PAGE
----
BRIEF RESEARCH REPORT article
Sec. Psychology of Language
Volume 11 - 2020 | https://doi.org/10.3389/fpsyg.2020.563925
The Role of Context in Language Development for Children With Autism Spectrum Disorder
- 1Department of Special Needs Education, Faculty of Educational Sciences, University of Oslo, Oslo, Norway
- 2Faculty of Education, Østfold University College, Halden, Norway
- 3Norwegian Centre of Expertise for Neurodevelopmental Disorders and Hypersomnias, Oslo University Hospital, Oslo, Norway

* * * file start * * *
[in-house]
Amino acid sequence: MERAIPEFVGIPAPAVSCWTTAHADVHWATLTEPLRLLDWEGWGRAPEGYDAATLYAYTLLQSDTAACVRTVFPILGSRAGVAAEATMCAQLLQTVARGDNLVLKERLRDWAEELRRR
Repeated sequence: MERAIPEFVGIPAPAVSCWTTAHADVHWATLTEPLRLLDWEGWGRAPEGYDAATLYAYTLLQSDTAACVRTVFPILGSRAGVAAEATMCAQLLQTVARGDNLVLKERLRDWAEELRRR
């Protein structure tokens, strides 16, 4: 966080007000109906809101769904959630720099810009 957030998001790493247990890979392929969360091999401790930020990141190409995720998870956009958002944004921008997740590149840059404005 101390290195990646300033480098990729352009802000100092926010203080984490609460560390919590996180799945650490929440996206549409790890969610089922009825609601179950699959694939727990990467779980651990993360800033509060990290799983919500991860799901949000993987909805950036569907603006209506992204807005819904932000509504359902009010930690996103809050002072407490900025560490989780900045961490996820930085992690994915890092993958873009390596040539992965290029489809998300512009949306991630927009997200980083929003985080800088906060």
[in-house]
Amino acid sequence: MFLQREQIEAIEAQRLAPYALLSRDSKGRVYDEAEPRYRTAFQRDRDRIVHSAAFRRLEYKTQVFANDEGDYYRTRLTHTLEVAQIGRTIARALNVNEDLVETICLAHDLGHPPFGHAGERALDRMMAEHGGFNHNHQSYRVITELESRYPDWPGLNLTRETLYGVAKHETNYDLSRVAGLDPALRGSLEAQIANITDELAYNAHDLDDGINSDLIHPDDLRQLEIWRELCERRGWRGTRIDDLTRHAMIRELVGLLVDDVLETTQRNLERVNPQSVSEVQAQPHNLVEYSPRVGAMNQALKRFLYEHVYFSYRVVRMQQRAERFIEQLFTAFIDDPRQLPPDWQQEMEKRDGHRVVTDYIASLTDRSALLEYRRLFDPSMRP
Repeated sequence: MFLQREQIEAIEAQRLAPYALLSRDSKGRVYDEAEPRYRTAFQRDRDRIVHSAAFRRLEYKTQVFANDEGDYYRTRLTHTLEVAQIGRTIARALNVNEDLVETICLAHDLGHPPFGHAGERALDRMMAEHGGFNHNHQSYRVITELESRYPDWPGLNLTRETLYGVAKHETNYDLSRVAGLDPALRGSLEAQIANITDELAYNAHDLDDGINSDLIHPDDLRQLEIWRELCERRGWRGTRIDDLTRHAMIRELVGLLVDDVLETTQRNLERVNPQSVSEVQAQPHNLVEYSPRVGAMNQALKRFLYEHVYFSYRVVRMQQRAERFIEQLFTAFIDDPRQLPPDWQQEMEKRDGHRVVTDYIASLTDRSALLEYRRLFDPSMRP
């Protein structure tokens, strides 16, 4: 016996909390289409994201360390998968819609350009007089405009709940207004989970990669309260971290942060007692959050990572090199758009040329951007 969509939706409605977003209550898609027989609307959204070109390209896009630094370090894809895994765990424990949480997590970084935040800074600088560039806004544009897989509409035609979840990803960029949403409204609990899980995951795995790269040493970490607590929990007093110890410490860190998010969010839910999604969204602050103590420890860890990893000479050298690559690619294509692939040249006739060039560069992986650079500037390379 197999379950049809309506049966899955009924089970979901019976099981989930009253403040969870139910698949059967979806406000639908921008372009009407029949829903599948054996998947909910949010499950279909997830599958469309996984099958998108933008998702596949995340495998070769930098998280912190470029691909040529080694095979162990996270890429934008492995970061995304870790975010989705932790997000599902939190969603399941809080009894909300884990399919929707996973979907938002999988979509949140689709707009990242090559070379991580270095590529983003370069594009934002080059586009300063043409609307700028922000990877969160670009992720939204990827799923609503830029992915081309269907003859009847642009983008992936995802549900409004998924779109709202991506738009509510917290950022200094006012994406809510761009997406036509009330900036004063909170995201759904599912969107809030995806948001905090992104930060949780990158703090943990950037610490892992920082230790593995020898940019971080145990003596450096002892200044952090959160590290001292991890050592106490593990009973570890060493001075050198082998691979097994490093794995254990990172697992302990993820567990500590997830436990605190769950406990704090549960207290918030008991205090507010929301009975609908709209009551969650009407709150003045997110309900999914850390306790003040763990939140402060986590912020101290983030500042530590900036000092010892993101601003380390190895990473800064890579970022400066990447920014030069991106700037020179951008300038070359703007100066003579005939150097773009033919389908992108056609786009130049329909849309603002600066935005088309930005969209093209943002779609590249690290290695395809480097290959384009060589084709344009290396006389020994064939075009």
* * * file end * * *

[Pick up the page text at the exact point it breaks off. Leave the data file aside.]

Parent and preschool teacher ratings of the 10 noun categories of MacArthur-Bates Communication Development Inventory (CDI) were used to study expressive language in 2–4-year-old children with autism spectrum disorder (ASD) (N = 58) across the home and preschool context. There was no significant difference in the total number of words the children said in the two contexts, but the children said significantly more words in the noun categories “Furniture and rooms” and “People” at home. Only one third of the words the children said were said both at home and in the preschool, while the other two thirds were said only at home or only in preschool. This suggests that what words the children use across contexts differ substantially and that their vocabulary is larger than it seems when measured only in one context. This novel study highlights the importance of assessing the language in children with ASD in multiple contexts in order to better measure their vocabulary and to design appropriate language interventions.